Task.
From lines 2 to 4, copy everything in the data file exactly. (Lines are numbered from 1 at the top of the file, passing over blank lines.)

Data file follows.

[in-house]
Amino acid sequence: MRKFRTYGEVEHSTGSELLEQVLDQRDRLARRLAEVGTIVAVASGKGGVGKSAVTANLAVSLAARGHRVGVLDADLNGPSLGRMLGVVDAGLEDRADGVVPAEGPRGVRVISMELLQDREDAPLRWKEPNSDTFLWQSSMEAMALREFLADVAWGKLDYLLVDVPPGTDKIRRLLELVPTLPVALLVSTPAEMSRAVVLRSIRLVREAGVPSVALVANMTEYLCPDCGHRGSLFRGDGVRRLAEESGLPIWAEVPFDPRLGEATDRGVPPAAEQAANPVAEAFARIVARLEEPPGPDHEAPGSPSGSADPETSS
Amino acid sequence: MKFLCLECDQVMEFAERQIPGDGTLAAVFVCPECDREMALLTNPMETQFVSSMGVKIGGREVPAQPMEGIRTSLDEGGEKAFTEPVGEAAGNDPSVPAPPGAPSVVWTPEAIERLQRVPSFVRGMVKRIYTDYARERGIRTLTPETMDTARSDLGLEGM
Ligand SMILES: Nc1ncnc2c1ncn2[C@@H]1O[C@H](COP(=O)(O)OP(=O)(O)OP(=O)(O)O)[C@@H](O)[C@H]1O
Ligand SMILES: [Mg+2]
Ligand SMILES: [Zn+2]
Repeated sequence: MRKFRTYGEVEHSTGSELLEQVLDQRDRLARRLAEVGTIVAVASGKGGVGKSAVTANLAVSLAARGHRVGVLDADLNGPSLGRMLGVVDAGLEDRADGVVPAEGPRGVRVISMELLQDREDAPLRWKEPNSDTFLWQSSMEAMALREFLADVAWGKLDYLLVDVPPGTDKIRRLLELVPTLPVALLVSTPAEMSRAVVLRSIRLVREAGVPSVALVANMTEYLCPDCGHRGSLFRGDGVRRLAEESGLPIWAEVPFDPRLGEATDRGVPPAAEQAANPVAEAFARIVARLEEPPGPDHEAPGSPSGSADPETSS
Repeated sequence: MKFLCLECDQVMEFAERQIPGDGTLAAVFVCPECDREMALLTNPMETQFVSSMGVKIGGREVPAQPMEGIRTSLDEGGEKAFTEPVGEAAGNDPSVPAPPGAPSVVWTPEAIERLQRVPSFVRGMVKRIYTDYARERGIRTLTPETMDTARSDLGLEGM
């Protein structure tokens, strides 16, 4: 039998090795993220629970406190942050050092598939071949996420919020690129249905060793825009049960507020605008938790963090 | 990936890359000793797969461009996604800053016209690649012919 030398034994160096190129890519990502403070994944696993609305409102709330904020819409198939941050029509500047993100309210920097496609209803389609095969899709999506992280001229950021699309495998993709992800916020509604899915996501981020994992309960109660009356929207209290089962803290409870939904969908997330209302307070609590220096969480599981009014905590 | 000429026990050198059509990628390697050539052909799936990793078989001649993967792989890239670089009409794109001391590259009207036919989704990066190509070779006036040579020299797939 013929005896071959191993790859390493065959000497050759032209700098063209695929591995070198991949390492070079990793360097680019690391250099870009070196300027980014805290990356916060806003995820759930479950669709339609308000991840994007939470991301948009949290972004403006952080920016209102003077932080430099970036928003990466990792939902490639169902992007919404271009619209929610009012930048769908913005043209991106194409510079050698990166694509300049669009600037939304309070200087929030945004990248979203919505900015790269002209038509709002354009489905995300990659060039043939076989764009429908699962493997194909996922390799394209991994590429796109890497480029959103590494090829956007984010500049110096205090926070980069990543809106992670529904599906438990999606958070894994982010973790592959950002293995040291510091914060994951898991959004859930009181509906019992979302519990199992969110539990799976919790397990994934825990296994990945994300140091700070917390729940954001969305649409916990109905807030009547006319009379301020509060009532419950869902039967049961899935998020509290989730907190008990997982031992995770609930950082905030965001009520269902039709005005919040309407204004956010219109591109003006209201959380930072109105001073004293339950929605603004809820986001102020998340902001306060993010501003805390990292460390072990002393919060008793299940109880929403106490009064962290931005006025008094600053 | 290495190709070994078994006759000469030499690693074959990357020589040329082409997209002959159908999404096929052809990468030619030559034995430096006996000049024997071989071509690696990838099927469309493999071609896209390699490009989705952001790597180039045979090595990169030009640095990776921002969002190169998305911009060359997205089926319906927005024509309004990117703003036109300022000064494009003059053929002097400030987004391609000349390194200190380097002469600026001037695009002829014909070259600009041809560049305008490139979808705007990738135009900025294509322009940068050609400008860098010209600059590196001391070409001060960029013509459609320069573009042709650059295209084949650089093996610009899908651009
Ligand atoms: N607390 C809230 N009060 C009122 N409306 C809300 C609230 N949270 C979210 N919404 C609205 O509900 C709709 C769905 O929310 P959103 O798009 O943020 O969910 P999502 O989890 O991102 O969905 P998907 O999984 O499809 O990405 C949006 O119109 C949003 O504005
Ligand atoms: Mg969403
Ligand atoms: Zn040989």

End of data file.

Amino acid sequence: MRKFRTYGEVEHSTGSELLEQVLDQRDRLARRLAEVGTIVAVASGKGGVGKSAVTANLAVSLAARGHRVGVLDADLNGPSLGRMLGVVDAGLEDRADGVVPAEGPRGVRVISMELLQDREDAPLRWKEPNSDTFLWQSSMEAMALREFLADVAWGKLDYLLVDVPPGTDKIRRLLELVPTLPVALLVSTPAEMSRAVVLRSIRLVREAGVPSVALVANMTEYLCPDCGHRGSLFRGDGVRRLAEESGLPIWAEVPFDPRLGEATDRGVPPAAEQAANPVAEAFARIVARLEEPPGPDHEAPGSPSGSADPETSS
Amino acid sequence: MKFLCLECDQVMEFAERQIPGDGTLAAVFVCPECDREMALLTNPMETQFVSSMGVKIGGREVPAQPMEGIRTSLDEGGEKAFTEPVGEAAGNDPSVPAPPGAPSVVWTPEAIERLQRVPSFVRGMVKRIYTDYARERGIRTLTPETMDTARSDLGLEGM
Ligand SMILES: Nc1ncnc2c1ncn2[C@@H]1O[C@H](COP(=O)(O)OP(=O)(O)OP(=O)(O)O)[C@@H](O)[C@H]1O